References

  1. Atlas des amphibiens et des reptiles du quebec. 2014. Qc: Société d’histoire naturelle de la vallée du Saint-Laurent; [updated 2014 Sep 30; accessed Oct 31 2017]. http://www.atlasamphibiensreptiles.qc.ca/.
  2. Belasen A, Burkett E, Injaian A, Li K, Allen D, Perfecto V. 2013. Effect of sub-canopy on habitat selection in the blue-spotted salamander (ambystoma laterale-jeffersonianum unisexual complex). Copeia[Internet]. [cited 2017 Oct 30]; (2):254-261. Available from: http://www.bioone.org/doi/pdf/10.1643/CE-12-051
  3. Bolek MG. 1997. Seasonal occurrence of cosmocercoides dukae and prey analysis in the blue-spotted salamander, ambystoma laterale, in southeastern wisconsin. The Helminthological Society of Washington [Internet]. [cited 2017 Oct 30]; 64(2):292-295. Available from: http://bionames.org/bionames-archive/issn/1049-233x/64/292.pdf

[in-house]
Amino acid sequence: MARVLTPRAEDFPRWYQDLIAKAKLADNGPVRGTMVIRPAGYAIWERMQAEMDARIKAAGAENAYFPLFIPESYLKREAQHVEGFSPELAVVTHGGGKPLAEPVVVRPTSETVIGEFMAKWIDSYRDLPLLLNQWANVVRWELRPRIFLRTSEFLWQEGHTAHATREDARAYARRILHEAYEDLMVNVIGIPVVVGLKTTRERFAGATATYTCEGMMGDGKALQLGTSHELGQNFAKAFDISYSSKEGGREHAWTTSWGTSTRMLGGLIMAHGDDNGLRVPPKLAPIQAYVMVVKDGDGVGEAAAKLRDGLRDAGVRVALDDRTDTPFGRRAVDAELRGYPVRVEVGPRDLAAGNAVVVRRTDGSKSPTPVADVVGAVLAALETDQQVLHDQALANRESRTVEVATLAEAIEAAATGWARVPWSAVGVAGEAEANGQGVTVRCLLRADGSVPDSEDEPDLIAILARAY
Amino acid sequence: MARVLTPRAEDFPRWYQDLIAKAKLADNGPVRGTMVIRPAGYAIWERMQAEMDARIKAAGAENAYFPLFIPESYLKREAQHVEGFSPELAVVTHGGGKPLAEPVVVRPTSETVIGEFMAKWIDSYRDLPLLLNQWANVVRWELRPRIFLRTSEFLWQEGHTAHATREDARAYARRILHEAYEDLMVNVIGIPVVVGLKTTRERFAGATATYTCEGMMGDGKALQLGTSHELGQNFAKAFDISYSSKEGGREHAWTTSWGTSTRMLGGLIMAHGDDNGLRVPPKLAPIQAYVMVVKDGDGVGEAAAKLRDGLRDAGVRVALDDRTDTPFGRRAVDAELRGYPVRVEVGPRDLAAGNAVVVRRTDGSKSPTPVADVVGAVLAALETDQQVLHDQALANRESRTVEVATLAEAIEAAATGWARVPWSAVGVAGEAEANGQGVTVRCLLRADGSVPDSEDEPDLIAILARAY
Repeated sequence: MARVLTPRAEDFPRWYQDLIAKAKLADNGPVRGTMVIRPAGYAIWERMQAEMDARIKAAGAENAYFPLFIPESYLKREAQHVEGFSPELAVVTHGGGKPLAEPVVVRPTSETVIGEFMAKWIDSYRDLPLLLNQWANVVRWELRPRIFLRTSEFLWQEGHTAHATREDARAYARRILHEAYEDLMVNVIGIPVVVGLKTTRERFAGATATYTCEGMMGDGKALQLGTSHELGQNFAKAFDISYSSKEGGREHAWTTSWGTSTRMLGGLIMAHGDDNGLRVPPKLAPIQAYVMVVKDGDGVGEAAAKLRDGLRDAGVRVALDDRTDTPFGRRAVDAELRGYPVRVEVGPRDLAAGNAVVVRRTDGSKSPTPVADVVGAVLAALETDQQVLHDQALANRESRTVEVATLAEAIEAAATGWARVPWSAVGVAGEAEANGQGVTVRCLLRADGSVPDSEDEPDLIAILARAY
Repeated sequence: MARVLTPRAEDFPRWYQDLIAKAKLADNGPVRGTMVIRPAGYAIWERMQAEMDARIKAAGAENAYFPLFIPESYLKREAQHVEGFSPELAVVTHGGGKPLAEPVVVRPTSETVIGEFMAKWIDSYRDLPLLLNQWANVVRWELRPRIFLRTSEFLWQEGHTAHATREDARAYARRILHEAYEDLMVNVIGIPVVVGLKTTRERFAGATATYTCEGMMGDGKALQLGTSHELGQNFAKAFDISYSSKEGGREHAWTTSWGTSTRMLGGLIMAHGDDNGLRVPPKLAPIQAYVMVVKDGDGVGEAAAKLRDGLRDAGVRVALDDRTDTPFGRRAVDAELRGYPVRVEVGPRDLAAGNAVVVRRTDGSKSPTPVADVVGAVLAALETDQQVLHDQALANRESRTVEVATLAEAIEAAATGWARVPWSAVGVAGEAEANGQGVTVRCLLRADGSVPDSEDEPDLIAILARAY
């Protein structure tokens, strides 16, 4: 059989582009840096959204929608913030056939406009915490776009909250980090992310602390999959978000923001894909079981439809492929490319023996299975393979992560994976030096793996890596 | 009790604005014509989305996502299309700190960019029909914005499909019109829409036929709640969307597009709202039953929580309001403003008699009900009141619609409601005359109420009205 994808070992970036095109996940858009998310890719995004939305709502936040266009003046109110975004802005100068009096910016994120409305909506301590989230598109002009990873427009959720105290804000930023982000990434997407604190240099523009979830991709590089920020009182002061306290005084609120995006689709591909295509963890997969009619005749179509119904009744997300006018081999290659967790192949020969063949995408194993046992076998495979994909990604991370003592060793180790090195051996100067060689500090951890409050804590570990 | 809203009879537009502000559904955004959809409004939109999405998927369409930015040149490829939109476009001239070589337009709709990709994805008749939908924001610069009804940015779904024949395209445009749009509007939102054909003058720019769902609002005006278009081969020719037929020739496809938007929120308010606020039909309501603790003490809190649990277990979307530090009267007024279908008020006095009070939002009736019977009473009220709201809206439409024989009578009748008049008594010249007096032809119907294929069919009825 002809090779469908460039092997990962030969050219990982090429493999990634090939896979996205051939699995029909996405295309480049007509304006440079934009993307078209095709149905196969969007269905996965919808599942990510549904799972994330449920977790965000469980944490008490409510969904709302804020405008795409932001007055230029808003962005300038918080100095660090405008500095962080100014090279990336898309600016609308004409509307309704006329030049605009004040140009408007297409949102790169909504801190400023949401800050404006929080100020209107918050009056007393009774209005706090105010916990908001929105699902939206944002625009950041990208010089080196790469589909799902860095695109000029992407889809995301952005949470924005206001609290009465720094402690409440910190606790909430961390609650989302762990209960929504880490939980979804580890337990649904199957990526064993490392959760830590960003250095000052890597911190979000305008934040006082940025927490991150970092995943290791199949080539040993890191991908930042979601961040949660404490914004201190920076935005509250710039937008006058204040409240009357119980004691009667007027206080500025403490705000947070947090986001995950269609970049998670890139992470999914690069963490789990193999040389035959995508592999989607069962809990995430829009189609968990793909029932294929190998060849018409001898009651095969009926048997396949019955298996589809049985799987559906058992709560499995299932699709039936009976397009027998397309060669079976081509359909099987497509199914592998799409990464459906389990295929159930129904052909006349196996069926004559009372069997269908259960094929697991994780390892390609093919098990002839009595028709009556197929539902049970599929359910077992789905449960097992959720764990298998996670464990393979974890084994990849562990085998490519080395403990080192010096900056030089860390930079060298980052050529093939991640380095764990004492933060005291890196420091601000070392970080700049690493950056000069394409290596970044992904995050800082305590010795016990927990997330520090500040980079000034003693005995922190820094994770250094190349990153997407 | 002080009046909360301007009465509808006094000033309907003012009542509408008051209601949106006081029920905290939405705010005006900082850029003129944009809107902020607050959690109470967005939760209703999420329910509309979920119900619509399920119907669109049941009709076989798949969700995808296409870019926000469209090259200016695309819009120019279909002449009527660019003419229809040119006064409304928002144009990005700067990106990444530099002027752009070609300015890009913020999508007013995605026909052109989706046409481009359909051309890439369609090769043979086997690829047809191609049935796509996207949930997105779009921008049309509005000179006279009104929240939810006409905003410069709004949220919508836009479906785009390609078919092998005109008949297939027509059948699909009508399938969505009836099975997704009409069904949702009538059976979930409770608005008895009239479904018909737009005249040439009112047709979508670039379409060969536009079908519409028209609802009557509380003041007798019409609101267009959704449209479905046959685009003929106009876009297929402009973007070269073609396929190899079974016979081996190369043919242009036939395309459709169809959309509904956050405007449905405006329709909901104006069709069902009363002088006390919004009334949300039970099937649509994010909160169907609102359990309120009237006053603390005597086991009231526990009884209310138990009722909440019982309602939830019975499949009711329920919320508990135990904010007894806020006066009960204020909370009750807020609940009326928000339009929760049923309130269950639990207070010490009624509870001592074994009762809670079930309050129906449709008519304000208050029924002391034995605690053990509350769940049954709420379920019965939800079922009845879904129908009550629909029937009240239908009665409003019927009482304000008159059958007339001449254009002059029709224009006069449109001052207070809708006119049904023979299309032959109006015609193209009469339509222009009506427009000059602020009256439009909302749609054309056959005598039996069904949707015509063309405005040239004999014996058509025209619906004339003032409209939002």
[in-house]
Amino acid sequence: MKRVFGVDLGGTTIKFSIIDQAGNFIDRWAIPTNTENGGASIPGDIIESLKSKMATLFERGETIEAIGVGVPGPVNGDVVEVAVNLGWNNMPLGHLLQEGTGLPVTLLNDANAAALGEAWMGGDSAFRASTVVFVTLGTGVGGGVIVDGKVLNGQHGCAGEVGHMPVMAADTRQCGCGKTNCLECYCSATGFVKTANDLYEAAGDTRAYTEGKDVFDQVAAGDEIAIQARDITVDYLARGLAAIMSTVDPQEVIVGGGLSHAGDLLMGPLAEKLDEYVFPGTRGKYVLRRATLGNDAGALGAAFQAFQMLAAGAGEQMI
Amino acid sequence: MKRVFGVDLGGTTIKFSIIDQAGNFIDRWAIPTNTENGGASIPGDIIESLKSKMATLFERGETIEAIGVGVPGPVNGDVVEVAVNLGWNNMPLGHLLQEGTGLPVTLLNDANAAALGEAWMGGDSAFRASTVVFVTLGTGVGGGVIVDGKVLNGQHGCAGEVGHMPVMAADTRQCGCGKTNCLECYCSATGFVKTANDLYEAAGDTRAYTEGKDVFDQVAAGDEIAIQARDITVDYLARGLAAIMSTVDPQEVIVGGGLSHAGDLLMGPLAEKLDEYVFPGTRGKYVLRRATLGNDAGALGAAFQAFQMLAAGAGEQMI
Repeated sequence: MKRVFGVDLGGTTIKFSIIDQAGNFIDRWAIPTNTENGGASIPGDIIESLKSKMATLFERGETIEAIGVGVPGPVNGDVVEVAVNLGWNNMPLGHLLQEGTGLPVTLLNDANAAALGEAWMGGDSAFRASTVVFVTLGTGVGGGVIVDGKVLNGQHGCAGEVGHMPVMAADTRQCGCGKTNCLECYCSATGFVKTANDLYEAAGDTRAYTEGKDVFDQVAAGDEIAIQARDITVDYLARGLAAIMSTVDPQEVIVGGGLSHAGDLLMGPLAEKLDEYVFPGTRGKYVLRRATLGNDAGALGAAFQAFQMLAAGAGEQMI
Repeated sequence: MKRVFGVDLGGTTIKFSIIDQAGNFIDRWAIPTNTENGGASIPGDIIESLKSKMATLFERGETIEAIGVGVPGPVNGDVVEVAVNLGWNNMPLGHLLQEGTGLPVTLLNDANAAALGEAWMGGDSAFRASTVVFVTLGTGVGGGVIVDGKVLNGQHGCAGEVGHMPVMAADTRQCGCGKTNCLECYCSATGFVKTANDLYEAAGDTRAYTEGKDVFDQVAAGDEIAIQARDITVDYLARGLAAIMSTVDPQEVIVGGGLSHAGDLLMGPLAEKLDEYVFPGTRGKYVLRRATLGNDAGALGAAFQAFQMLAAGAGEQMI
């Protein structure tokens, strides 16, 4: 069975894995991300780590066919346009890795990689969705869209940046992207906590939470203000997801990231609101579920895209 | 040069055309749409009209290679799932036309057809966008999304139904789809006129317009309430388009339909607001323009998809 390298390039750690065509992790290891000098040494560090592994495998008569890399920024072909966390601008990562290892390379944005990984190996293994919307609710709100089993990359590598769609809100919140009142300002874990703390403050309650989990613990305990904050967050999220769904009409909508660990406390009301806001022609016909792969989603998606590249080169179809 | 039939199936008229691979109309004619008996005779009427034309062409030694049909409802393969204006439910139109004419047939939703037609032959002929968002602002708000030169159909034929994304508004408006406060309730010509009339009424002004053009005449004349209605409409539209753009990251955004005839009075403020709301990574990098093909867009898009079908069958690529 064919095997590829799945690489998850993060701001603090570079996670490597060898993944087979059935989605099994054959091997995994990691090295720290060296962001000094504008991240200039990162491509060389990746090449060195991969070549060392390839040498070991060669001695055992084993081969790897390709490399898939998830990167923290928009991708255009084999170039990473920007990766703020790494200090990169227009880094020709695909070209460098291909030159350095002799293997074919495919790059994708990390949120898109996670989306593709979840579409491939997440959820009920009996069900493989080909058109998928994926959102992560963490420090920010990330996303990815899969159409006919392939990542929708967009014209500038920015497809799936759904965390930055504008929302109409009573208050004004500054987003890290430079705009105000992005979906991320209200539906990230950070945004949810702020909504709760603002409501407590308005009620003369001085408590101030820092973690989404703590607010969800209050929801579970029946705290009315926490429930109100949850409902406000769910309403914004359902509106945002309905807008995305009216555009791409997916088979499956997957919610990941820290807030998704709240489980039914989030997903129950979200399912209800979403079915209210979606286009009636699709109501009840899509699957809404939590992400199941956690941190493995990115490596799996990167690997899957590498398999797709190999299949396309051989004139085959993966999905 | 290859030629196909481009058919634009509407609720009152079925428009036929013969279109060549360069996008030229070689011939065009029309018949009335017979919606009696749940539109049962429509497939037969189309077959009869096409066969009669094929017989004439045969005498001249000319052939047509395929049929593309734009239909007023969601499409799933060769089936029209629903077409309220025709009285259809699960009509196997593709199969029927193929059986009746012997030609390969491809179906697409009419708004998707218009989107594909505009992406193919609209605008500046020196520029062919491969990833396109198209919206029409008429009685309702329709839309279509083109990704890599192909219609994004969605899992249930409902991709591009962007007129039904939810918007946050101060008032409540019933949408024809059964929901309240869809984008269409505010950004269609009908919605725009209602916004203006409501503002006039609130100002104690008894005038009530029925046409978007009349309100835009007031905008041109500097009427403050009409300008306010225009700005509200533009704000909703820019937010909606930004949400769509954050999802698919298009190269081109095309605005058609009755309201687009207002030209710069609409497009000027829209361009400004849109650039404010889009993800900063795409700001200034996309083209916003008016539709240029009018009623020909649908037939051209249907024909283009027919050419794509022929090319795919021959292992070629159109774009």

4. Burton TM. 1976. An analysis of the feeding ecology of the salamanders (amphibia, urodela) of the hubbard brook experimental forest, new hampshire. Journal of Herpetology [Internet]. [cited 2017 Oct 30]; 10(3):187-204. Available from: https://www.jstor.org/stable/pdf/1562980.pdf
  5. Conant R, Collins JT. 1998. A field guide to reptiles & amphibians : Eastern and central north america. NY: Hought Mifflin Company.
  6. Hickerson C.M., Anthon, C.D., & Walton B.M. (2017). Eastern Red-backed Salamanders Regulate Top-Down Effects in a Temperate Forest-Floor Community. Herpetologica [Internet]. [cited 2017 Oct 30]; 73(3), 180-189. Available from: doi:10.1655/HERPETOLOGICA-D-16-00081.1